At the original loan’s maturity, the lender restructured the $10 million debt into two notes. The lender placed the first note of $7 million (i.e., the Note A) on monthly payments that amortize the debt over 20 years at a market interest rate that provides for the incremental risk. The project’s DSC ratio equals 1.20x for the $7 million loan based on the shopping mall’s projected net operating income. The lender then charged-off the $3 million note due to the project’s lack of repayment capacity and to provide reasonable collateral protection for the remaining on-book loan of $7 million. The lender also reversed accrued but unpaid interest. The lender placed the second note (i.e., the Note B) consisting of the charged-off principal balance of $3 million into a 2 percent interest-only loan that resets in five years into an amortizing payment. Since the restructuring, the borrower has made payments on both loans for more than six consecutive months and an updated financial analysis shows continued ability to repay under the new terms.

Classification: The lender internally graded the on-book loan of $7 million as a pass loan due to the borrower’s demonstrated ability to perform under the modified terms. The examiner agreed with the lender’s grade as the lender restructured the original obligation into Notes A and B, the lender charged off Note B, and the borrower has demonstrated the ability to repay Note A. Using this multiple note structure with charge-off of the Note B enables the lender to recognize interest income and limit the amount reported as a TDR in future periods.

Nonaccrual Treatment: The lender placed the on-book loan (Note A) of $7 million loan in nonaccrual status at the time of the restructure. The lender later restored the $7 million to accrual status as the borrower has the ability to repay the loan, has a record of performing at the revised terms for more than six months, and full repayment of principal and interest is expected. The examiner concurred with the lender’s accrual treatment. Interest payments received on the off-book loan have been recorded as recoveries because full recovery of principal and interest on this loan (Note B) was not reasonably assured.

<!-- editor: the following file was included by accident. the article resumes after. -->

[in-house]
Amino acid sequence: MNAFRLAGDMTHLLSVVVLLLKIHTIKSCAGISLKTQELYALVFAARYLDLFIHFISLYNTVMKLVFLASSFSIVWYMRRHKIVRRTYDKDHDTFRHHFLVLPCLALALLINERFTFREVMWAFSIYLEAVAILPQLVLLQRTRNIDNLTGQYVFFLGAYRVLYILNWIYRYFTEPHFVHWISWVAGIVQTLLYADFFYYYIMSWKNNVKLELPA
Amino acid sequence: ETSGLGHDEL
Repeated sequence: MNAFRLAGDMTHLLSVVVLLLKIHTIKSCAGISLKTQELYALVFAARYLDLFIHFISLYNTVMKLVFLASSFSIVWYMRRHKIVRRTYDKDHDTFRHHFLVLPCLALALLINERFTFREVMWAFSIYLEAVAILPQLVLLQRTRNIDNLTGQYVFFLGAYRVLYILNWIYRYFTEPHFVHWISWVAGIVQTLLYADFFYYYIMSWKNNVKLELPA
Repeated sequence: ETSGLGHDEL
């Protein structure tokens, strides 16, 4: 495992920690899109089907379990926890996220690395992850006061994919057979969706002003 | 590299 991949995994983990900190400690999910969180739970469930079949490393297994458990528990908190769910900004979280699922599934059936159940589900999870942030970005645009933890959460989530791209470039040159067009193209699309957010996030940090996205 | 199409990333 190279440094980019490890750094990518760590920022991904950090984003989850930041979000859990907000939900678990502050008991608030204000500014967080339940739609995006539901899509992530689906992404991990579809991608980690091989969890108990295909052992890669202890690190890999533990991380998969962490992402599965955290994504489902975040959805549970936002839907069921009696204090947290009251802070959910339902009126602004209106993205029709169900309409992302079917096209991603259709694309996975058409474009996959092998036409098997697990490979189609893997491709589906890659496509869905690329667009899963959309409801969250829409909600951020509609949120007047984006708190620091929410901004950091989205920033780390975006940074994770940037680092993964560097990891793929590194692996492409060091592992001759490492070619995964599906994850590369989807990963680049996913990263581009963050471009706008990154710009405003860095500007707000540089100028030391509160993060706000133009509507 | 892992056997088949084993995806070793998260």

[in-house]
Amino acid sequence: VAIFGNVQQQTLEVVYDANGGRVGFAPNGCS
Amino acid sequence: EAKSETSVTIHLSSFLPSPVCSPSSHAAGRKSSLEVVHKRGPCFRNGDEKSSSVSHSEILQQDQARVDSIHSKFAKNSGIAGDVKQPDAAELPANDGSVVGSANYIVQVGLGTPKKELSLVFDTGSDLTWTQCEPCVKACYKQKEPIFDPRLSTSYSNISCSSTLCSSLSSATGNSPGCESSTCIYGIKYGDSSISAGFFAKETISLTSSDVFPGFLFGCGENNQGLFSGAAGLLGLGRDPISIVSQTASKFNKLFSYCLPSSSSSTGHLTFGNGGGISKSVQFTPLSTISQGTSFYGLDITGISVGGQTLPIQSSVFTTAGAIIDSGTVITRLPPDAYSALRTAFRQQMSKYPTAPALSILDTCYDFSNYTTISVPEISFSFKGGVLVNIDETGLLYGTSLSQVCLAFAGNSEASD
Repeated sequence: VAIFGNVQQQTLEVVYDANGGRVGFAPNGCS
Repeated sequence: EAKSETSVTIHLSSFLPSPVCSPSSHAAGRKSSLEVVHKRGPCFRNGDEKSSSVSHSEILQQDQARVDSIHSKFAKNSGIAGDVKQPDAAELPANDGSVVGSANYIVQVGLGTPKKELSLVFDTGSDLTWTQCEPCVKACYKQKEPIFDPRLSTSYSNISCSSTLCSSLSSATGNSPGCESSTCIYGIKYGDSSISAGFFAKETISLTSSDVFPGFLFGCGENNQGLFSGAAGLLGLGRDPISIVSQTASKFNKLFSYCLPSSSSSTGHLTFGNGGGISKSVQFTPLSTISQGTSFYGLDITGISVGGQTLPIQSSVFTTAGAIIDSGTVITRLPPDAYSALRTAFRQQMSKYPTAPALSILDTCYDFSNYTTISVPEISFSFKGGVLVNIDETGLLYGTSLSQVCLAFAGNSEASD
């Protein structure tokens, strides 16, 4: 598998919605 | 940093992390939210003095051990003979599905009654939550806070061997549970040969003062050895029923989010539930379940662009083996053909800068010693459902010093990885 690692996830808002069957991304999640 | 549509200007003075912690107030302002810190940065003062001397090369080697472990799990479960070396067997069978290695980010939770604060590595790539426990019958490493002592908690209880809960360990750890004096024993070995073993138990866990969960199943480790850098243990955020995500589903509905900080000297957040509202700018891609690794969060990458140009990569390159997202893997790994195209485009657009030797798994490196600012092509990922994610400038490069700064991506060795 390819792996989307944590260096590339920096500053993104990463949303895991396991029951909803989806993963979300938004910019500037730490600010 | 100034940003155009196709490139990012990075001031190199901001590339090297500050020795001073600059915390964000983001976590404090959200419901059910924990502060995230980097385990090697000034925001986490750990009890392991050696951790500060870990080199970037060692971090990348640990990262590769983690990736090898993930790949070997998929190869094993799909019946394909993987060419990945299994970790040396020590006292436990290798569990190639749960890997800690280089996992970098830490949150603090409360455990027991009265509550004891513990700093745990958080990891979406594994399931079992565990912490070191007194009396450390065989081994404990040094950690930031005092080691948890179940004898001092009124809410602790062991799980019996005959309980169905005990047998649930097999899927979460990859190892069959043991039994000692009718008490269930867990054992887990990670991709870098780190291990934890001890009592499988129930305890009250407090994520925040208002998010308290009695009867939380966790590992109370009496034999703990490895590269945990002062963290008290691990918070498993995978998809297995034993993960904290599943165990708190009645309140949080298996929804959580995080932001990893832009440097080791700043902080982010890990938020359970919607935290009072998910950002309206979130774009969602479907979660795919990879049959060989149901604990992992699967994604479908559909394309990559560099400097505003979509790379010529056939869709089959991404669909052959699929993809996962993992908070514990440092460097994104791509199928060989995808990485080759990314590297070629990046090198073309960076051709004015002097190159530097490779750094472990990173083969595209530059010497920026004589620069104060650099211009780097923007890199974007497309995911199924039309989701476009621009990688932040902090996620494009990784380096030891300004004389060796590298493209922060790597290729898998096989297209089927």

TDR Treatment: The lender considered both Note A and Note B as TDRs because the borrower is experiencing financial difficulties and the lender granted a concession. The lender reported the restructured on-book loan (Note A) of $7 million as a TDR, while the second loan (Note B) was charged off. The financial difficulties are evidenced by the borrower’s high leverage, delinquent payments on other projects, inability to lease the property in a reasonable timeframe, and the unlikely collectability of the charged-off loan (Note B). The concessions on Note A include extending the on-book loan beyond expected timeframes.

The lender plans to stop disclosing the on-book loan as a TDR after the regulatory reporting defined time period expires because the loan was restructured with a market interest rate and is in compliance with its modified terms. /31/ The examiner agreed with the lender’s TDR treatment.

   FOOTNOTE 31 Refer to the guidance on “Troubled debt restructurings” in the FFIEC Call Report and NCUA 5300 Call Report instructions. END FOOTNOTE

Scenario 4: Current financial statements indicate the borrower and the guarantor have minimal other resources available to support this loan. The lender restructured the $10 million loan into a new single note of $10 million at a market interest rate that provides for the incremental risk and is on an amortizing basis. The project’s projected cash flow reflects a 0.88x DSC ratio as the borrower has been unable to lease space. A recent appraisal on the shopping mall reports an “as is” market value of $9 million, which results in an LTV of 111 percent. Based on the property’s current market value of $9 million, the lender charged-off $1 million immediately after the renewal.

Classification: The lender internally graded the remaining $9 million on-book portion of the loan as a pass loan because the lender’s analysis of the project’s cash flow indicated a 1.05x DSC ratio when just considering the on-book balance. The examiner disagreed with the internal grade and classified the $9 million on-book balance as substandard due to the borrower’s marginal financial condition, lack of guarantor support, and uncertainty over the source of repayment. The DSC ratio remains at 0.88x due to the single note restructure, and other resources are scant.

Nonaccrual Treatment: The lender maintained the remaining $9 million on-book portion of the loan on accrual, as the borrower has the ability to repay the principal and interest on this balance. The examiner did not concur with this treatment. Because the lender restructured the debt into a single note and had charged-off a portion of the restructured loan, the repayment of the principal and interest contractually due on the entire debt is not reasonably assured given the DSC ratio of 0.88x and nominal other resources. After a discussion with the examiner on regulatory reporting requirements, the lender placed the loan on nonaccrual.